• More than two in five women (42%) couldn’t identify any of the common IDA risk factors.
  • Of women who reported having at least one risk factor for IDA*, only one-third (33%) thought they were actually at risk for the condition.
  • Most women (78%) said they wish they had a better understanding of IDA in general.

Of concern, many women said they only visit a healthcare provider if symptoms are severe. While the vast majority of women (90%) pay close attention to changes in their body, 62% said they only visit a healthcare provider if they experience severe bodily symptoms. Half of women not diagnosed with IDA (51%) said they have experienced a potential IDA symptom in the last 12 months, but nearly a third (31%) haven’t discussed any of them with their healthcare provider.

In response to this need for broader education, Daiichi Sankyo, Inc. has updated GetIronInformed.com and added a refreshed downloadable discussion guide to help patients talk about their health concerns with a doctor. Visitors can access easy-to-understand information and resources about IDA, and learn the importance of knowing their iron levels.

IDA is caused by low iron levels, and people with pre-existing conditions may be at risk.[2] In addition to women’s health conditions, gastrointestinal (GI) conditions like inflammatory bowel diseases, cancer, chronic kidney disease and heart failure may put people at increased risk for IDA.[2] Mild to moderate IDA may have no signs or symptoms, but as it progresses, the condition may cause fatigue, cravings for ice, shortness of breath, chest pain, headaches, dizziness or brittle nails.[2]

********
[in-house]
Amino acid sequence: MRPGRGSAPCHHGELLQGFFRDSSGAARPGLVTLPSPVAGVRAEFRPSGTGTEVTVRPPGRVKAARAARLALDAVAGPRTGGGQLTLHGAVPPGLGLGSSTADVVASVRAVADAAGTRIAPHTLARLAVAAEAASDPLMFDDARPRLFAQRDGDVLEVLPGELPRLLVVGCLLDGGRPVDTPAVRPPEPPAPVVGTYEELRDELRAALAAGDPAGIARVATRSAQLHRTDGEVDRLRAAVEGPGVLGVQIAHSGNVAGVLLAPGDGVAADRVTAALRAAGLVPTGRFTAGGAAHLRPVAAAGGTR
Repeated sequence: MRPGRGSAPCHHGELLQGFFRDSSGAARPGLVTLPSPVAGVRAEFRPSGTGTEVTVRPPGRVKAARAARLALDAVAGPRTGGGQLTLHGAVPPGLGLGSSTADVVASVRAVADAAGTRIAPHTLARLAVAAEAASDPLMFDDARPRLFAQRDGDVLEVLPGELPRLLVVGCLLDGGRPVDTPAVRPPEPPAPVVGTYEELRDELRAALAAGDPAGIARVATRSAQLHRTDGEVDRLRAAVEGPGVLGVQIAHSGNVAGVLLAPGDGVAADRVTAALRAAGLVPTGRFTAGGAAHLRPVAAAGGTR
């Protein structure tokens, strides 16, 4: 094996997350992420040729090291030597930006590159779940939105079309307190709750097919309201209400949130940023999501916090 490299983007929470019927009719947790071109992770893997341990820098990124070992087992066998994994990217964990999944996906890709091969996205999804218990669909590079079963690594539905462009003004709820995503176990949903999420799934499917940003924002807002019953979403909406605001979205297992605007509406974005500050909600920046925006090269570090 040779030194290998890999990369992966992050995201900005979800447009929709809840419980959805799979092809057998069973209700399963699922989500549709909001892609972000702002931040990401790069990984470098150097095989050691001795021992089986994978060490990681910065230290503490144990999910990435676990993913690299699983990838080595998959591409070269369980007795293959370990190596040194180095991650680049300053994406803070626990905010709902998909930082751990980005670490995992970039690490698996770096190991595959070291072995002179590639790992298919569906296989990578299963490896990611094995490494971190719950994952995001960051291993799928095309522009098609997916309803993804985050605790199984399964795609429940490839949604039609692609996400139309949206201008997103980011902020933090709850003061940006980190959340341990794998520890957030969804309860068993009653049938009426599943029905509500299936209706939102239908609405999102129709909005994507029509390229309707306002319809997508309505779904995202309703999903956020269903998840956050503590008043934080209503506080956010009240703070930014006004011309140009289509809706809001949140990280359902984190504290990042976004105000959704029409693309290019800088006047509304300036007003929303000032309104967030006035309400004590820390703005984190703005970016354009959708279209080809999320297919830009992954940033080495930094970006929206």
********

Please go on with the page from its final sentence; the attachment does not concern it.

About the Get Iron Informed Survey Methodology
This survey was conducted online by The Harris Poll on behalf of Daiichi Sankyo, Inc. between July 6 and July 24, 2020 among 1,000 U.S. women 18-65 and an oversample of 152 women 18-65 diagnosed with iron deficiency anemia (IDA) for a total of 200 women diagnosed with IDA. Figures for age, education, income, race/ethnicity, region, size of household, marital status, and employment status were weighted where necessary to bring them into line with their actual proportions in their respective population.

About Daiichi Sankyo